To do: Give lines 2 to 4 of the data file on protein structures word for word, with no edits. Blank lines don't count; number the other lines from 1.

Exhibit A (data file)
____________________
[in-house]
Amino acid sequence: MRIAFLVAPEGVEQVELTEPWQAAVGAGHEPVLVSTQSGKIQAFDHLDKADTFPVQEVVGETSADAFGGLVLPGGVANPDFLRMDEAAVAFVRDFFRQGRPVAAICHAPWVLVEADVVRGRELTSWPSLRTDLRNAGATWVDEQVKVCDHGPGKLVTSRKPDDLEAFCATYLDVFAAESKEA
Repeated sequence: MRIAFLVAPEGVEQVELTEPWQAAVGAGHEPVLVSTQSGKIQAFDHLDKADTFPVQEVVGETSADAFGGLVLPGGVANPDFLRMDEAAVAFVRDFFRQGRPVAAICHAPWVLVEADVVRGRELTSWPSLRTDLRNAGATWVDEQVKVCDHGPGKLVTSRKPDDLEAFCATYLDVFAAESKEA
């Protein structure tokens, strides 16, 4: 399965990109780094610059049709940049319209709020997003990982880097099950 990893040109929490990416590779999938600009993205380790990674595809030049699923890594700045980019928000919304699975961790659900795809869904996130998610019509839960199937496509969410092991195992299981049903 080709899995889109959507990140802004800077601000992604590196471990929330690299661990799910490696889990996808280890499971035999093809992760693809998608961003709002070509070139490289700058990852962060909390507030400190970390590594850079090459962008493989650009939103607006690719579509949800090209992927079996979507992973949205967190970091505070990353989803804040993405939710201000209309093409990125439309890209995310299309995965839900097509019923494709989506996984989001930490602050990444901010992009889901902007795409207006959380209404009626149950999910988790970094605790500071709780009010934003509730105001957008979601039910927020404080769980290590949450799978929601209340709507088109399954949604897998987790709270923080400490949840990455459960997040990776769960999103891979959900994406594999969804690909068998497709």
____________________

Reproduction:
Amino acid sequence: MRIAFLVAPEGVEQVELTEPWQAAVGAGHEPVLVSTQSGKIQAFDHLDKADTFPVQEVVGETSADAFGGLVLPGGVANPDFLRMDEAAVAFVRDFFRQGRPVAAICHAPWVLVEADVVRGRELTSWPSLRTDLRNAGATWVDEQVKVCDHGPGKLVTSRKPDDLEAFCATYLDVFAAESKEA
Repeated sequence: MRIAFLVAPEGVEQVELTEPWQAAVGAGHEPVLVSTQSGKIQAFDHLDKADTFPVQEVVGETSADAFGGLVLPGGVANPDFLRMDEAAVAFVRDFFRQGRPVAAICHAPWVLVEADVVRGRELTSWPSLRTDLRNAGATWVDEQVKVCDHGPGKLVTSRKPDDLEAFCATYLDVFAAESKEA
């Protein structure tokens, strides 16, 4: 399965990109780094610059049709940049319209709020997003990982880097099950 990893040109929490990416590779999938600009993205380790990674595809030049699923890594700045980019928000919304699975961790659900795809869904996130998610019509839960199937496509969410092991195992299981049903 080709899995889109959507990140802004800077601000992604590196471990929330690299661990799910490696889990996808280890499971035999093809992760693809998608961003709002070509070139490289700058990852962060909390507030400190970390590594850079090459962008493989650009939103607006690719579509949800090209992927079996979507992973949205967190970091505070990353989803804040993405939710201000209309093409990125439309890209995310299309995965839900097509019923494709989506996984989001930490602050990444901010992009889901902007795409207006959380209404009626149950999910988790970094605790500071709780009010934003509730105001957008979601039910927020404080769980290590949450799978929601209340709507088109399954949604897998987790709270923080400490949840990455459960997040990776769960999103891979959900994406594999969804690909068998497709």